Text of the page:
British Prime Minister: Today the decision could have been made whether Liz Truss wins against a head of lettuce

The good news is: the live stream is still running.

British Prime Minister: Today the decision could have been made whether Liz Truss wins against a head of lettuce

The good news is: the live stream is still running. The bad: maybe not for long.

"Will Liz Truss last longer than this salad?" asked the "Daily Star" in thieving anticipation. Since then, the so-called network has been invited to watch a head of lettuce die on YouTube.

Now, the British tabloids are often polemical and largely crude. But according to current murmurs in Britain, the decaying greens may actually outlast the Prime Ministers.

Because even if the live stream is still running, it's not running for Liz Truss. Barely six weeks in office, the head of government is considered as good as dead. All-too-spectacular reversals in financial policy, lousy poll numbers and a consequently badly upset Conservative Party hit Truss hard (read a detailed analysis here).

There is currently speculation about when she will have to vacate her post, as if the only thing left to be decided is the date of her political end. Best regards, the head of lettuce.

True, Truss acknowledged "mistakes" and aggressively announced that she would lead the Tory party into the next general election in 2024. But their demonstrative optimism is hardly shared in their own ranks. The Prime Minister can "no longer afford to make many mistakes," MP James Heappey said on Tuesday. That means: even more mistakes, then she is rid of her post.

If you believe a recent survey by Sky News, that is the majority wish of the Conservatives. Accordingly, 55 percent of Tory members are in favor of Truss resigning immediately. Only 38 percent want to keep them in office. It remains to be seen whether it matters more to Truss that her scandal-ridden predecessor Boris Johnson (with 63 percent) is named as the most suitable replacement.

On the other hand, it is certain that this Wednesday she could use a similar liberation as "BoJo" once did, who during his turbulent tenure has repeatedly managed to talk his way out of all sorts of troubles with strong performances in the lower house.

Truss has answered questions from MPs in Parliament for the first time since her damned tax policy. Last but not least, everyone looked at the effervescent or non-existent applause from the benches in the House of Commons: a weak performance would damage Truss - and further accelerate her possible fall.

Under this impression, however, Question Time was also followed with a certain amount of concern. To put it diplomatically, Truss is not very gifted in rhetoric.

An eight-minute press conference last Friday was described as disastrous by Tory MPs, Sky News reported, which only made matters worse. The fact that Truss then sent her new Treasury Secretary, Jeremy Hunt, in front of her and listened wordlessly in Parliament as he raked in her recently announced tax cuts piece by piece, brought her additional scorn and ridicule.

As expected, the Labor Party led by opposition leader Keir Starmer - which is up to 30 percent ahead of the Conservatives in the polls - put the battered Prime Minister through the cracks. Angry shouts and calls for his resignation echoed at Truss from the opposition benches, who repeatedly held on to her post: "I'm a fighter and not a shirker." Truss countered allegations that she had driven the country's economy to the wall by stating that the economic situation was generally difficult.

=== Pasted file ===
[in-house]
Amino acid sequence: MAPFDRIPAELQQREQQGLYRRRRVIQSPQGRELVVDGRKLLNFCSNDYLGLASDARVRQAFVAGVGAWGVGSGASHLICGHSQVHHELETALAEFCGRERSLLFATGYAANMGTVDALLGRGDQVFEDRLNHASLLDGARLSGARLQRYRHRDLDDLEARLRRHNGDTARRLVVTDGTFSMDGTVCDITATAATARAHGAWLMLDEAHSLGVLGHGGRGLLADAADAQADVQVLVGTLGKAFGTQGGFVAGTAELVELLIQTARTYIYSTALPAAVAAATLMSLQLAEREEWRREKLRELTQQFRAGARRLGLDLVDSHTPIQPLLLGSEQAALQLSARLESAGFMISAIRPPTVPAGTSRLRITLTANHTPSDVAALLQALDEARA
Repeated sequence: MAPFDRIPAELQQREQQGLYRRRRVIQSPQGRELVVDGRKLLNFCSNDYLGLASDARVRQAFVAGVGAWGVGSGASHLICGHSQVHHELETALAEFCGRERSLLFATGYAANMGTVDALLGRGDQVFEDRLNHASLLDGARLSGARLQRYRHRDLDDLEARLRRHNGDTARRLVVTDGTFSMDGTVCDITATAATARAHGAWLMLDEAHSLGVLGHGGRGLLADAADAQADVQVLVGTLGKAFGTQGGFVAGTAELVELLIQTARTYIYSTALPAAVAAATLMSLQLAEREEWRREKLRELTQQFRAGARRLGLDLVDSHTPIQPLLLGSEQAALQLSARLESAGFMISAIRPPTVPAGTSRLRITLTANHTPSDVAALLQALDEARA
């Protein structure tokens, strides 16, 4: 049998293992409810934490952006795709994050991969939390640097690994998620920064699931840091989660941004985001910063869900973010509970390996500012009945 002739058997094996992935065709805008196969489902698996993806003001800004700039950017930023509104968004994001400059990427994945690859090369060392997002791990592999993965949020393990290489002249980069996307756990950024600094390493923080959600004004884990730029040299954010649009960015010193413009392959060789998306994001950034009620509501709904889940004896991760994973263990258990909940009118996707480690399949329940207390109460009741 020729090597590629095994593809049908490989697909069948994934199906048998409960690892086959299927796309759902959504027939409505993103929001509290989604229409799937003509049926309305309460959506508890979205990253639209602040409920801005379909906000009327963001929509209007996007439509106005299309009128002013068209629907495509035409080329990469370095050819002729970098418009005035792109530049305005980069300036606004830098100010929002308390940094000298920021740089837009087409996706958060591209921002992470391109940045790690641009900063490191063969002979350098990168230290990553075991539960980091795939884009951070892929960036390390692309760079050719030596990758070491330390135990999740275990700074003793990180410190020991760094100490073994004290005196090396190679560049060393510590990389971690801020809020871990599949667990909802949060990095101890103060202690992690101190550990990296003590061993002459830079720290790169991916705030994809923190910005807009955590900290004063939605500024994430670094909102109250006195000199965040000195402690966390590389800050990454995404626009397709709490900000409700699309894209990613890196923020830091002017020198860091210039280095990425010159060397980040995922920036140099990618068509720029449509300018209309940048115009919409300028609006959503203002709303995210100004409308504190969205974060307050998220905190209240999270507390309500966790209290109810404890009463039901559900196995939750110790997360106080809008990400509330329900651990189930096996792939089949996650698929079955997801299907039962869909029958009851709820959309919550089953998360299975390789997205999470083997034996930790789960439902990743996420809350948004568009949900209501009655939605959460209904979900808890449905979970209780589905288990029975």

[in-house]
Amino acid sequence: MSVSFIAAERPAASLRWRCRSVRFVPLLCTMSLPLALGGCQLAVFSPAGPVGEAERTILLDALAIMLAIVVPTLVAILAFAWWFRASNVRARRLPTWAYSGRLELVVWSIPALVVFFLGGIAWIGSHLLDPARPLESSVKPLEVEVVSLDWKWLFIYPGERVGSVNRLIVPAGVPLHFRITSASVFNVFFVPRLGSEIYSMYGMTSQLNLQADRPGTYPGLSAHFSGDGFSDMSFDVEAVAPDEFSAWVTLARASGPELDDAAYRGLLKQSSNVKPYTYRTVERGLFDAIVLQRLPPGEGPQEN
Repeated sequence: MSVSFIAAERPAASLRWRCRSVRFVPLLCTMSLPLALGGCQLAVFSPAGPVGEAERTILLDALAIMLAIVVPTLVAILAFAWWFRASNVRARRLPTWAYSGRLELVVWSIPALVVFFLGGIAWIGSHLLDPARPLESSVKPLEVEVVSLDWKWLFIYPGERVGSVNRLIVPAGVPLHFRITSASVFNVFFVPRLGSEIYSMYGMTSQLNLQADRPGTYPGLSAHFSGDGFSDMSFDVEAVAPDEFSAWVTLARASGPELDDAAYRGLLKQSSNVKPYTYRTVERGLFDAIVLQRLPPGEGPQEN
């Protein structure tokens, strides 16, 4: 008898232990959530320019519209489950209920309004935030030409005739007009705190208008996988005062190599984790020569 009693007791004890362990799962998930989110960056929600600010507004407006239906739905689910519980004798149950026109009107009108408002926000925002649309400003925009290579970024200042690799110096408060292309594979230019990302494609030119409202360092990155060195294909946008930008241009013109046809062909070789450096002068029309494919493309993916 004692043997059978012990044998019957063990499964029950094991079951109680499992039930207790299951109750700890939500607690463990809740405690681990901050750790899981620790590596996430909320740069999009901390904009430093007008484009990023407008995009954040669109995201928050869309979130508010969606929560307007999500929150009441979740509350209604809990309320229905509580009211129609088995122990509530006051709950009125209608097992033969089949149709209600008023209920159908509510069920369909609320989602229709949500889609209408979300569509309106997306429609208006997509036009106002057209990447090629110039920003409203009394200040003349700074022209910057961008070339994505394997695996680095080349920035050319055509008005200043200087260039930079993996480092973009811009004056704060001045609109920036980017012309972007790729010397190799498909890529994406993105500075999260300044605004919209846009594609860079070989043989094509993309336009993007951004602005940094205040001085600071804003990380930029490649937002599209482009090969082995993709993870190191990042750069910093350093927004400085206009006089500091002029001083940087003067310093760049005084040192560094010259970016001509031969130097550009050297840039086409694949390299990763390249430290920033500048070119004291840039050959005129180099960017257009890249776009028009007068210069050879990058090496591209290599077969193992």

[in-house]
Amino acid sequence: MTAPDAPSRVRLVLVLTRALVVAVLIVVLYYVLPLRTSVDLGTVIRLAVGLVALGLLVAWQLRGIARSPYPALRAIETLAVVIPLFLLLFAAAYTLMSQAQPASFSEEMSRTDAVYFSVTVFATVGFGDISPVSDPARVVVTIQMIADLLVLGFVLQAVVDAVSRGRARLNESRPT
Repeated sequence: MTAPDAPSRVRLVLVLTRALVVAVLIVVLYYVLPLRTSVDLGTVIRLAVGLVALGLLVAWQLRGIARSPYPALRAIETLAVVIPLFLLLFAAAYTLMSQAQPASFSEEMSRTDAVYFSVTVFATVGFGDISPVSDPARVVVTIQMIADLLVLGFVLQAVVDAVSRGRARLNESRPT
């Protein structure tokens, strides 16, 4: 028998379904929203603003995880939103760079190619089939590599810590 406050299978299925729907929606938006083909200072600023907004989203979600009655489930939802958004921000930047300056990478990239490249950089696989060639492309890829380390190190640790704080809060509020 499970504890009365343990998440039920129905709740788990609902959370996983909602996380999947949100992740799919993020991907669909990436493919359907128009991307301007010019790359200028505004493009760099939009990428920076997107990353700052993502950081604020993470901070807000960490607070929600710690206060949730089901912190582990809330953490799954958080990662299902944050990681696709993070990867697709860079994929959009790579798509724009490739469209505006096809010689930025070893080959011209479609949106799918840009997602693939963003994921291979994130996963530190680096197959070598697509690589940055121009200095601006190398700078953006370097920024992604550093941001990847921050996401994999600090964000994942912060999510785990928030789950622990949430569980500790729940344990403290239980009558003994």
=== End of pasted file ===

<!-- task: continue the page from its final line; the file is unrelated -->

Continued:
It remains to be seen whether she was able to mitigate the displeasure from her own ranks. In any case, the head of government, who had gotten heavily on the defensive, was spared criticism from within her own ranks. Is it the calm before the storm? Maybe Truss could buy himself some more time.

Because speculation that she could have bought the loyalty of the Brexit hardliners with a hard line towards Brussels in the dispute over the status of Northern Ireland seemed to be confirmed. When asked by a member of parliament, she assured that she wanted to stick to a draft law that would undermine the agreement known as the Northern Ireland Protocol from the Brexit Treaty.

But British quality media are already looking into the crystal ball in view of the delicate situation: How could Truss be booted out? Reports that the coup is allegedly already being planned in her faction recently fueled the mind games again.

One of the scenarios that is outlined: Enough Tory MPs have run out of patience, submit a letter of no confidence to the chairman of the "1922 Committee" and thus bring about the re-election of the party leadership.

In order to trigger the procedure, however, a 15 percent threshold of MPs would have to be reached. According to party rules, a Tory leader also has a one-year grace period, in Truss's case until September 2023. However, a huge mountain of letters of no confidence could justify a change in modalities, rumored by the "Guardian".

Another scenario: Truss bows to the growing displeasure of her party members and "falls on the sword", as the British media put it. In short: she resigns.

Option 3 is the least likely: Truss calls new elections - and thus faces himself and the Tory party to the vote of the electorate. According to current polls, however, this step would end in a crushing defeat for the conservatives.

Striking: A scenario in which Truss could remain in office is practically not discussed in the British media. The belief in a political feat seems to be too small.

Editor's note: Question time in the British House of Commons has now taken place. The text has been updated accordingly.

Sources: The Guardian, Sky News, BBC, The Times, with footage from DPA news agency

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